Biophysical profile. This prenatal test is used to check on a baby’s well-being. The test combines fetal heart rate monitoring and fetal ultrasound.
Ultimately, the decision to pursue prenatal testing is up to you and your partner as some prenatal diagnostic tests carry risks themselves. Discuss the risks and benefits with your health care provider.
Consult your health care provider about how to manage any medical conditions you might have during your pregnancy and how your health might affect labor and delivery. Ask your health care provider to discuss specific signs or symptoms to look out for, such as:
Bleeding from your vagina
Pain or burning with urination
Changes in vision, including blurred vision
Cramping in the lower abdomen
Regular or frequent contractions that feel like a tightening sensation in the abdomen
Decreased fetal activity
Related Blog Posts
Let’s start with the good news: Infant mortality has reached an all-time low. While this is cause for celebration, a recent analysis by the CDC found that mothers in the United States have a higher rate of dying after giving birth than many other developed countries....read more
If you are curious about how a hospital-based midwife works, we recommend that you read a great article from the American College of Nurse-Midwives about how certified nurse-midwives care for patients. Following is an excerpt from the article: "When three midwives...read more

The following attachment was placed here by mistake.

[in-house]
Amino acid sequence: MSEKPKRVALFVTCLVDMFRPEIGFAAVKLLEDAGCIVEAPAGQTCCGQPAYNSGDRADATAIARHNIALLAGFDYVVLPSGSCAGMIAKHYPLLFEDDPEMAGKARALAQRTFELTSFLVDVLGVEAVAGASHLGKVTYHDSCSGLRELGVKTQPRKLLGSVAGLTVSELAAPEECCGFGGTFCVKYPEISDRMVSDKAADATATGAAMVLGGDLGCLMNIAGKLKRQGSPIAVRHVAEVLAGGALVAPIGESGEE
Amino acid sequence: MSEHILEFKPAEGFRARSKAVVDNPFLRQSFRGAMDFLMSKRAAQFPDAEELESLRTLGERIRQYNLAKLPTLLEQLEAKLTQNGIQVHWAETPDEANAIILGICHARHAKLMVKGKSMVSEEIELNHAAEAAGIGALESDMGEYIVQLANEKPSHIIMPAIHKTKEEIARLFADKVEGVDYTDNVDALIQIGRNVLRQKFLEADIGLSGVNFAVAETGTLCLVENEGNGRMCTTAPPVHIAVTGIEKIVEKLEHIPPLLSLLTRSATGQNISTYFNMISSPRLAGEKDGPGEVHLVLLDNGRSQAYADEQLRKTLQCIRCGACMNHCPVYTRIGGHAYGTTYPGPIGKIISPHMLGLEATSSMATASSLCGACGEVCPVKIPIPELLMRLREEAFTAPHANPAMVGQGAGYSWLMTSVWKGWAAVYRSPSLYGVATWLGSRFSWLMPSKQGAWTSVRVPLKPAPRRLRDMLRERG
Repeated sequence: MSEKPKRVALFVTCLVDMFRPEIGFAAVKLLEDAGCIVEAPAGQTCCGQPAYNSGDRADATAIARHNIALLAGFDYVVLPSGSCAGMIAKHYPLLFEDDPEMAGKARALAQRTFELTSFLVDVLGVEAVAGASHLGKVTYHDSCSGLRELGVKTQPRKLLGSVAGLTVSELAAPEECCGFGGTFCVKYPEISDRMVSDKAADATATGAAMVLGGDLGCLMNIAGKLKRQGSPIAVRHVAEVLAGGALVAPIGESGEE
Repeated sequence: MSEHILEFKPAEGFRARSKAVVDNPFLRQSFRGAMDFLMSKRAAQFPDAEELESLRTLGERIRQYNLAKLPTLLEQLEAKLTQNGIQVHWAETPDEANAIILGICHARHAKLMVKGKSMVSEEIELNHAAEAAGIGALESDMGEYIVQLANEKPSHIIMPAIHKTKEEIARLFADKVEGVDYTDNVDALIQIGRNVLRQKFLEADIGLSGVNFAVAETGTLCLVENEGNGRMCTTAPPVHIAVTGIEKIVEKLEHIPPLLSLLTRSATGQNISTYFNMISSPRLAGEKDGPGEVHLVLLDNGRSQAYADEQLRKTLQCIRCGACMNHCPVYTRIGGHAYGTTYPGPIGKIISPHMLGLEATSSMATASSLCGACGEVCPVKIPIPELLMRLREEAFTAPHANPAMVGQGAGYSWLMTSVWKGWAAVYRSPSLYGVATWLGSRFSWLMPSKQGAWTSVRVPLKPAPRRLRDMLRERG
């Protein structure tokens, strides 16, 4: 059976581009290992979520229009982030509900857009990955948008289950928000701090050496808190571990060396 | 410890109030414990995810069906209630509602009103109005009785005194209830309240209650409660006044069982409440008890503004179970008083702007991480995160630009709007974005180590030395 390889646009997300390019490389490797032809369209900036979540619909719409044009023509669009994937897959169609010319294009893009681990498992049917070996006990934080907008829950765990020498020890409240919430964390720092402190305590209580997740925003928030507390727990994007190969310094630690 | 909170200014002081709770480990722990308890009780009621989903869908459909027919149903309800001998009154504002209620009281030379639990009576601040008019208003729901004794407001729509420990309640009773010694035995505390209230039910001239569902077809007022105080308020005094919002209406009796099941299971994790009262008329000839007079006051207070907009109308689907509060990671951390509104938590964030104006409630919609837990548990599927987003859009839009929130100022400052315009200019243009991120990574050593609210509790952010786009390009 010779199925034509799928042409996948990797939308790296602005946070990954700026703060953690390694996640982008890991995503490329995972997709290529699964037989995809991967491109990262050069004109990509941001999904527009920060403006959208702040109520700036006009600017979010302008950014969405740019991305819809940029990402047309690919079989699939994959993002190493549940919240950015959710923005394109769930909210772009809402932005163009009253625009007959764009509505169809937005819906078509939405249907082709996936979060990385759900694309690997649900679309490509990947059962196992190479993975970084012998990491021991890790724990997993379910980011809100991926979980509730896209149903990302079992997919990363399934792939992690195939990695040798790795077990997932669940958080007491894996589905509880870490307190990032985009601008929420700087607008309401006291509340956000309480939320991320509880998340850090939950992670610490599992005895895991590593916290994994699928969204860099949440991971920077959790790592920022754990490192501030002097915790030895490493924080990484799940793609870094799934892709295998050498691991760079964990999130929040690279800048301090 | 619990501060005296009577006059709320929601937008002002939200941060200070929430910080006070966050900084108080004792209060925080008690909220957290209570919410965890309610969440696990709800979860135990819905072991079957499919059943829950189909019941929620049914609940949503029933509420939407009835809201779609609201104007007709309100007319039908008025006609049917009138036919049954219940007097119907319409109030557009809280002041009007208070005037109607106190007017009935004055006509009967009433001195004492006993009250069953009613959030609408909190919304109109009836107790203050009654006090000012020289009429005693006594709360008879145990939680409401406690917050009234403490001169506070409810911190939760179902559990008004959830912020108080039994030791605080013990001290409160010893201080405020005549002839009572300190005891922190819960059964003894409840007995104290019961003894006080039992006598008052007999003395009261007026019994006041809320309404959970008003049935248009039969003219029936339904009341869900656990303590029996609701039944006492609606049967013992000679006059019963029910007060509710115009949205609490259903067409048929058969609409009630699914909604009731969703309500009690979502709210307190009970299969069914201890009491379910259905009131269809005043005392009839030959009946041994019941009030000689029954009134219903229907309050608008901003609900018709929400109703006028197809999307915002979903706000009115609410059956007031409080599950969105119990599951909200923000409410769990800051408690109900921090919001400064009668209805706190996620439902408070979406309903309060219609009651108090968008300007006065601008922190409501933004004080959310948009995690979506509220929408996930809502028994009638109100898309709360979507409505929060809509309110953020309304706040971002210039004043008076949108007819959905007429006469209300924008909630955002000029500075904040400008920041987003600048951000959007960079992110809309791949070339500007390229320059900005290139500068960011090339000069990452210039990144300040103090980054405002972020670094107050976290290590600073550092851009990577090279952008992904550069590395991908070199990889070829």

An ectopic pregnancy occurs outside the womb, often in one of the fallopian tubes. To become pregnant, the ovaries release an egg into the fallopian tube on the fourteenth day of a woman’s menstrual cycle. If sperm fertilizes the egg, the egg travels from the...read more
Home pregnancy tests are 99% accurate. However, even the most reliable test can give the wrong result when some other factors interfere with it. If you’ve taken a pregnancy test and are confused, read about six reasons why the pregnancy test may have been incorrect....read more
Most people know that breastfeeding is good for the baby. Breastfed babies receive a head start on fighting bacteria and viruses from cells they receive from their mothers. Babies who are breastfed overall have stronger immune systems, fewer cases of respiratory...read more
Doctors have noticed an increase in Hepatitis-C infections in pregnant women, according to a study from Vanderbilt University Medical Center. In five years, from 2009-2014, the number of Hepatitis-C infections in pregnant women has almost doubled. Researchers say it’s...read more
Although it’s not been featured recently in the news, Zika is still a concern for women in the U.S. and U.S. Territories. A recent report stated that 10% of women in the U.S. with Zika infections gave birth to a baby with virus-related birth defects. In the U.S., from...read more
While healthcare providers try to screen and treat as many women as they can, 5,000 babies develop Rh disease in the U.S. every year. What do you need to know? The majority of women are Rh (Rhesus) positive—85% of Caucasian women, 90% of African-American women, and...read more
Protein diets seem to be all the craze these days: The Paleo Diet. Atkins. The Zone. Keto. Protein powder. Even if you’re not on a special diet, we as a nation are obsessed with protein (seen any burger commercials lately?). Still, vegetarians and pregnant women need...read more
You love your asanas, but what can you safely do while you’re pregnant? Yoga helps you relax and focuses your breath, which can help you healthily cope with the demands of pregnancy, labor, birth and motherhood. Continuing your yoga practice is definitely possible...read more